Two Great Posts on Thomism, Philosophy and Common Sense

Over at Just Thomism are two good posts on the relationship between philosophy and common sense. Here are some snippets:

“None of these questions [mentioned above] can be raised by common sense: in fact, to the extent it can address the questions, common sense dismisses them and takes the answer as obvious. This is why philosophy can only exist by putting common sense aside.”

“- Philosophy exists in the space vacated by common sense, but this does not mean that we fill up that space with whatever contradicts common sense; it means that common sense becomes one source of hypotheses to be argued for or against. It becomes one voice among many, and not necessarily one that will have priority in any given case.”

“-   No philosopher has insisted more on being common sense than Berkeley, and no one is assumed (in my mind wrongly) to be further from it. The irony here contains an argument – Berkeley presses a crucial question about what exactly is evident, or given in common sense.”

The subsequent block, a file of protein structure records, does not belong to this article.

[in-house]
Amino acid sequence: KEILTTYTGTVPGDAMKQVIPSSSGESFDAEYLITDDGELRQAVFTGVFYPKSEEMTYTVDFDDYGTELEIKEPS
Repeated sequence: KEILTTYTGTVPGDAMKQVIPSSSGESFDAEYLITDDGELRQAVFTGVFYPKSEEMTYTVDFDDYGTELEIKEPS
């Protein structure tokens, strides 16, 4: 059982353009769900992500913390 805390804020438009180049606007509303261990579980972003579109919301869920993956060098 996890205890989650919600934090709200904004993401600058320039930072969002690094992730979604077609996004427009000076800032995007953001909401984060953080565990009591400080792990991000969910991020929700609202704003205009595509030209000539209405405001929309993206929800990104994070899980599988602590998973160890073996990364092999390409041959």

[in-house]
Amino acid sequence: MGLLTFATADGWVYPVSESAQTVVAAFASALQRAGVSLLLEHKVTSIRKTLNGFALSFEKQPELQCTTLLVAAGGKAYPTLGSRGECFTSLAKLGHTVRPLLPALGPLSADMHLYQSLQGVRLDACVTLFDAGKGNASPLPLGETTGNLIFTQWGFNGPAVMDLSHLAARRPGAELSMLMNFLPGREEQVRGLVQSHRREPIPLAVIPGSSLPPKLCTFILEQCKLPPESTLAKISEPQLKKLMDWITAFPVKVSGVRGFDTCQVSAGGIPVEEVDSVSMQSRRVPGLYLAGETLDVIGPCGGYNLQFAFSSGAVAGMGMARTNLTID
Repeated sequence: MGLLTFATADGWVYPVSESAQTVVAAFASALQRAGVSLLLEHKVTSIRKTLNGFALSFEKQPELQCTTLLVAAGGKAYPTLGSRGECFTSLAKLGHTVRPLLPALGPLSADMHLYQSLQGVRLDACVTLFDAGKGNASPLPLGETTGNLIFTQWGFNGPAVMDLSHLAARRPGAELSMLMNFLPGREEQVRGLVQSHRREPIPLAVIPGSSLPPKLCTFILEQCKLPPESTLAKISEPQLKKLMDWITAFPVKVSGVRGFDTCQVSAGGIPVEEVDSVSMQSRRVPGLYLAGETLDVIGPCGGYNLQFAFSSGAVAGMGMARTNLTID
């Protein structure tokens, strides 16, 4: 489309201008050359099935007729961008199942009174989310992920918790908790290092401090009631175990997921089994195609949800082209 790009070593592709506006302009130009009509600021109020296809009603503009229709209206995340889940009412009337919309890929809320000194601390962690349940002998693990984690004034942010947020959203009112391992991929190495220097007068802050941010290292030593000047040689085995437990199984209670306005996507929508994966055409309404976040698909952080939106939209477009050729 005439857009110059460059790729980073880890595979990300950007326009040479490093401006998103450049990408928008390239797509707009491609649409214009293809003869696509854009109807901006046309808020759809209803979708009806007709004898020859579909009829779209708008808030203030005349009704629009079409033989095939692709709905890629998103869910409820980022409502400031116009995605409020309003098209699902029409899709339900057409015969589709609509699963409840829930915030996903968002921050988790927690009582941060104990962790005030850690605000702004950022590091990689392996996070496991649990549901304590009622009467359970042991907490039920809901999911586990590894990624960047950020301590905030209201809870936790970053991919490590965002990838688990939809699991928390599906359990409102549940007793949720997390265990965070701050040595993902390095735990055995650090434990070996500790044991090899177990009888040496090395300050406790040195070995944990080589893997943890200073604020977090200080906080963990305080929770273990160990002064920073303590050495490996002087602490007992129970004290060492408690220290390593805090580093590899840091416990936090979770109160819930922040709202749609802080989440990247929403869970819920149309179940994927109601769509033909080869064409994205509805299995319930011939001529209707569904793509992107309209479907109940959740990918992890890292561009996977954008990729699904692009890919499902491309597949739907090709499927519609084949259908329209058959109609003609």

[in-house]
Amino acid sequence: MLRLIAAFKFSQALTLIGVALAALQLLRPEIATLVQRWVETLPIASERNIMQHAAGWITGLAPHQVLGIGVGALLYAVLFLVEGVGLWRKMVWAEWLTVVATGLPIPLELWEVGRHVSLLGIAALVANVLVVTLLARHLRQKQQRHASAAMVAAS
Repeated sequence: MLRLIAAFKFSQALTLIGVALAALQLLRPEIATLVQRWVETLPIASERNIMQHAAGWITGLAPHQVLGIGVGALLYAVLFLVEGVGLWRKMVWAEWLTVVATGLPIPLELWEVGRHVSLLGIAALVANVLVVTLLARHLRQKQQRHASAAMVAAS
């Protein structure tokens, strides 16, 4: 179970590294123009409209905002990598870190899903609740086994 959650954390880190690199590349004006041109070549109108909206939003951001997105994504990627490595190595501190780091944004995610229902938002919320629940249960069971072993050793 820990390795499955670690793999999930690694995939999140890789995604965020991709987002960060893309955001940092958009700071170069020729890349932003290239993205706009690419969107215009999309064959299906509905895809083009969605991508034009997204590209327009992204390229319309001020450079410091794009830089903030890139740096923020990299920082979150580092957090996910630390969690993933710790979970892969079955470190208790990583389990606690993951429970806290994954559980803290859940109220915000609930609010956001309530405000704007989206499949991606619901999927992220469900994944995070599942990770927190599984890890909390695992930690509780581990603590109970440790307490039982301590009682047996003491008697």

“- The claim to common sense is, again, a sort of marketing that usually distorts the real issue in play. Take the dispute between Aristotle and Parmenides. Here, Aristotle is assumed to have the high-ground of common sense as the one who defends the reality of motion. But a close look makes the issue much more problematic: Parmenides, it turns out, wrote extensively about nature, but he assumed that to speak in this way was to follow “the way of mortal opinion”.  So the issue between Aristotle and Parmenides turns out to be not whether we can give some account of mobile things, but whether this account rises to the level of episteme. Aristotle says yes, but both Parmenides and the 20th century scientist say no. Simialr things surface when we consider other obvious violations of common sense. No one is assumed to violate common sense more than Berkeley, but an actual reading of his texts shows us a man more zealous to keep himself in line with it than anyone.”

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